Specific absorption rate assessment near a base-station antenna (2,140 MHz): some key points
- 118 Downloads
In this paper, a numerical dosimetry study for a typical base-station antenna used in third generation system is presented. This study is based on the limits defined by the International Commission on Non-Ionizing Radiation Protection. The primary goal is to analyze the relationship between the antenna input powers required to reach the specific absorption rate (SAR) limit and those ones which are required to reach the power density limit. The secondary goal is to underline the key points which impact the local SAR in the case of such a directive antenna. Moreover, for these studies, two numerical approaches are used: the first one is only based on the finite difference time domain method and, in the second one, this algorithm is coupled with a method of moments simulator via a Huygens box. Investigations are made to ensure that a more suitable numerical approach is used.
KeywordsExposure assessment Numerical dosimetry FDTD UMTS base-station antenna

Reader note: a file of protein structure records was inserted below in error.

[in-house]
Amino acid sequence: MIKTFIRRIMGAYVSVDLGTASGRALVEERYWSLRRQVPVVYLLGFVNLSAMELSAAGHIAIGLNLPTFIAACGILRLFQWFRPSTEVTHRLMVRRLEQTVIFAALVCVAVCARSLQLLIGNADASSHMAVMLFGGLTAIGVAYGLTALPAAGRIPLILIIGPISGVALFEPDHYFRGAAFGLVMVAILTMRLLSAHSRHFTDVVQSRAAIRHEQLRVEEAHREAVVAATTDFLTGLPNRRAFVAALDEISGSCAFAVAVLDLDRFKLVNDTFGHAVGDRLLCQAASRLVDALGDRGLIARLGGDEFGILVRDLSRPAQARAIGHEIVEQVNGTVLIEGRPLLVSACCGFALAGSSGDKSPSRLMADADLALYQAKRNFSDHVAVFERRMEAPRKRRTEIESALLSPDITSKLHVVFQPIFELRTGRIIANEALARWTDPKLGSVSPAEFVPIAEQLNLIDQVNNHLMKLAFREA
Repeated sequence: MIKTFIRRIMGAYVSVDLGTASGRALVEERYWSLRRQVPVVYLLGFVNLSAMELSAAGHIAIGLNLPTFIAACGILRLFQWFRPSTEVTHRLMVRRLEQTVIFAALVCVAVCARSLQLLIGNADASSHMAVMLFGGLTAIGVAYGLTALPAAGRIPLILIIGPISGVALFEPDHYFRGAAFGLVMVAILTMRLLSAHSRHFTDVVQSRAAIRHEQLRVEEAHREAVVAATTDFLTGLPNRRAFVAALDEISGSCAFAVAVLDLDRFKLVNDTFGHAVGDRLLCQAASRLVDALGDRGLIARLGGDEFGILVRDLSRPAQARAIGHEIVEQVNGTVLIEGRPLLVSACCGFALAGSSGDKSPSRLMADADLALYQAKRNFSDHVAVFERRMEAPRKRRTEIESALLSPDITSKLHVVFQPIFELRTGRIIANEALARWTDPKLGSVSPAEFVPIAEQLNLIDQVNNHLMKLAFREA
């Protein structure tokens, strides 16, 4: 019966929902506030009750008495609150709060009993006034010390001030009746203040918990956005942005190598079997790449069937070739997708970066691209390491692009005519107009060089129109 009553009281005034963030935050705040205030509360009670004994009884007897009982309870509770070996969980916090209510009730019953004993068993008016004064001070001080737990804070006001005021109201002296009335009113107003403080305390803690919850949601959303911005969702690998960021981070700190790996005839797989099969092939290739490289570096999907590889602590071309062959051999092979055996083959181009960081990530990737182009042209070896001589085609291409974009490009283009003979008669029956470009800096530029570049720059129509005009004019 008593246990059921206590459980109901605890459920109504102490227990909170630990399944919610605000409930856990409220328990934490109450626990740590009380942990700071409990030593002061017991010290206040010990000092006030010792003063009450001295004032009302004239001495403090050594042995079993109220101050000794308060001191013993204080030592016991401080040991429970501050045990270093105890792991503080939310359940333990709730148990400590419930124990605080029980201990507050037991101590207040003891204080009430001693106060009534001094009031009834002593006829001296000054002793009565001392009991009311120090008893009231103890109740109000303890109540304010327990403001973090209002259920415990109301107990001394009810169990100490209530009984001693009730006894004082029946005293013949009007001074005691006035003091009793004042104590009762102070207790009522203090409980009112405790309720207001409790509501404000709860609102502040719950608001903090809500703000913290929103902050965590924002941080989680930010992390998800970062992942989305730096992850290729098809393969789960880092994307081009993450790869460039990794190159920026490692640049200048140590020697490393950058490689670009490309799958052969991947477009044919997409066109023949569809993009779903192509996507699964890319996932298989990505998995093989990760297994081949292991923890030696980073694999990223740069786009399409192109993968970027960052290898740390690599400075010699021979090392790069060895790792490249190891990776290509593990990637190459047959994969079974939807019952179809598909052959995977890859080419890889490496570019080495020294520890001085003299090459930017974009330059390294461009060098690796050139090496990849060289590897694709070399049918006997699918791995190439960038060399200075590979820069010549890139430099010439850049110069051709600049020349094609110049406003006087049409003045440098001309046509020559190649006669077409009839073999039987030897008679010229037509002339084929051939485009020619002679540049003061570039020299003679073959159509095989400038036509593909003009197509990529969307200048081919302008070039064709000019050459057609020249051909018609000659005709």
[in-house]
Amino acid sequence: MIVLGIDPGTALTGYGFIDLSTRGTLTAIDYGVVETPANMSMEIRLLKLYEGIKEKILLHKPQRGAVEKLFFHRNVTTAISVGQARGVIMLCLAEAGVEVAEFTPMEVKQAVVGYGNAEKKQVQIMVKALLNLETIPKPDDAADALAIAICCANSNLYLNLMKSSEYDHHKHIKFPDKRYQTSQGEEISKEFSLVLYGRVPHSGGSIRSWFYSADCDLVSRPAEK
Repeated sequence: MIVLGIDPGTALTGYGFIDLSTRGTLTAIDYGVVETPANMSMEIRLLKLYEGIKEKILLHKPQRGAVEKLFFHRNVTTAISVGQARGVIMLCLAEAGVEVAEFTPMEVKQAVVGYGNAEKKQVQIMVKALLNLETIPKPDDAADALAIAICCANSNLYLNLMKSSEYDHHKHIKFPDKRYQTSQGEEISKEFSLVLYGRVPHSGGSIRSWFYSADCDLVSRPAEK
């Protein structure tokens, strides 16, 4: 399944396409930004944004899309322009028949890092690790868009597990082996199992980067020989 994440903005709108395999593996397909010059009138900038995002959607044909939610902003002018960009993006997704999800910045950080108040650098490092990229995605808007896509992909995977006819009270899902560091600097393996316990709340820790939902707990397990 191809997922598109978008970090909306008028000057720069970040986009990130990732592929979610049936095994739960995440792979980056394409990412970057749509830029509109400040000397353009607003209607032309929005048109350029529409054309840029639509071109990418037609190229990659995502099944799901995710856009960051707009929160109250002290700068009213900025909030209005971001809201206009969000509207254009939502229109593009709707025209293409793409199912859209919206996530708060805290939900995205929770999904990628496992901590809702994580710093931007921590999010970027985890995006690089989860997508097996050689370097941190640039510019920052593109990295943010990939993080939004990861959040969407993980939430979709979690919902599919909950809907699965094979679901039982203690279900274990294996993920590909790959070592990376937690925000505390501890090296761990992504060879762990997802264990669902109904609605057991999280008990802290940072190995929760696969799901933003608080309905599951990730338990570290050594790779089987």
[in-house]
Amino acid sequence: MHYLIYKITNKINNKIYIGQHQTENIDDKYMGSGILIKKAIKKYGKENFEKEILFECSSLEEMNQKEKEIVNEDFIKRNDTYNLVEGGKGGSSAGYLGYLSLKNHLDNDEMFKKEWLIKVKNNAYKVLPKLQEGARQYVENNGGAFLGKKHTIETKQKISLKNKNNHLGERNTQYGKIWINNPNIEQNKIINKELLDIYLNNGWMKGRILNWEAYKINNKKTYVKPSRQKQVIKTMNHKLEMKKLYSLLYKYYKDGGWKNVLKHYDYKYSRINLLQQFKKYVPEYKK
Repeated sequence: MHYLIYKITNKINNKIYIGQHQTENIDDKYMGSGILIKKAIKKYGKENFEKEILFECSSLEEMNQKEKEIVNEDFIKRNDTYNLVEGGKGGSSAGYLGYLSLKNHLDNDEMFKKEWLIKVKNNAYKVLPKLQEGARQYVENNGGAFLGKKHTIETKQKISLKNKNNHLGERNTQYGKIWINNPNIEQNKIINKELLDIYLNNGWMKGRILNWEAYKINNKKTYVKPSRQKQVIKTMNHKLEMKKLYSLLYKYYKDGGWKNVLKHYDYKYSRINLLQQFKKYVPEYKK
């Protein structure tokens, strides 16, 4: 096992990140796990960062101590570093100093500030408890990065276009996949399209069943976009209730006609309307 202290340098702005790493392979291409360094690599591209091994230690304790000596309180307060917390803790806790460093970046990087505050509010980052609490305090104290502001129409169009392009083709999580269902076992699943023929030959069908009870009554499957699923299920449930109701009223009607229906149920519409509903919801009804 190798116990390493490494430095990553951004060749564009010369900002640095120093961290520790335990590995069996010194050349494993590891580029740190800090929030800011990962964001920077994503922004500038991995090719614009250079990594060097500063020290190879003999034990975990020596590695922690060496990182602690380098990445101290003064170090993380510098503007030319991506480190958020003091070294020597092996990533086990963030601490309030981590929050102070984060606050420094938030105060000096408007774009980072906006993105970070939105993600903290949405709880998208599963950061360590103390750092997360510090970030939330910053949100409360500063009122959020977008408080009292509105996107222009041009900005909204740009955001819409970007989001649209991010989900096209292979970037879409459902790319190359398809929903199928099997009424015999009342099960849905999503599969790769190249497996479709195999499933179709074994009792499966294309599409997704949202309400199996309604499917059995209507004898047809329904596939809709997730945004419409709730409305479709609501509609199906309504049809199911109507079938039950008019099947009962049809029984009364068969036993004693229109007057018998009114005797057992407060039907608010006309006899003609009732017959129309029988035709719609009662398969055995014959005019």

This work has been supported by the Réseau National de Recherche en Télécommunications, project ADONIS/ISIS.
- 1.ICNIRP (1998) Guidelines for limiting exposure to time-varying electric, magnetic, and electromagnetic fields (up to 300 GHz). Health Phys. 744:494–522, AprilGoogle Scholar
- 2.IEEE, Standard for safety levels with respect to human exposure to radio frequency electromagnetic fields, 3 kHz to 300 GHz, 1999, IEEE standard C95-1-1999Google Scholar
- 5.Martin A, Villar R, Martinez-Burdalo M (2005) Guidelines compliance at different frequencies near base-station antennas. Bioelectromagnetics 2005, Dublin, Ireland, June 19–24Google Scholar
- 6.Lacroux F et al (2006) SAR and averaged power density near a UMTS base-station antenna, 2006 IEEE MTT-S International Microwave Symposium, San Francisco, June 11–16, 2006Google Scholar
- 9.Hirata A, Kodera S, Wang J, Fujiwara O (2006) Mechanism for double-humped frequency characteristics of whole-body average SAR due to far-field exposure at ICNIRP reference level, EMC Europe, Barcelona, pp 598–602Google Scholar
- 12.Bahr A, Manteuffel D, Heberling D (2000) Occupational safety in the near field of a GSM base station, in Proc. AP2000, Davos, Greece, April 2000, 3A6.7Google Scholar
- 16.IEC 62209-1-Ed. 1.0, Human exposure to radio frequency fields from hand-held and body-mounted wireless communication devices—human models, instrumentation, and procedures—Part 1: Procedure to determine the specific absorption rate (SAR) for hand-held devices used in close proximity to the ear (frequency range of 300 MHz to 3 GHz)Google Scholar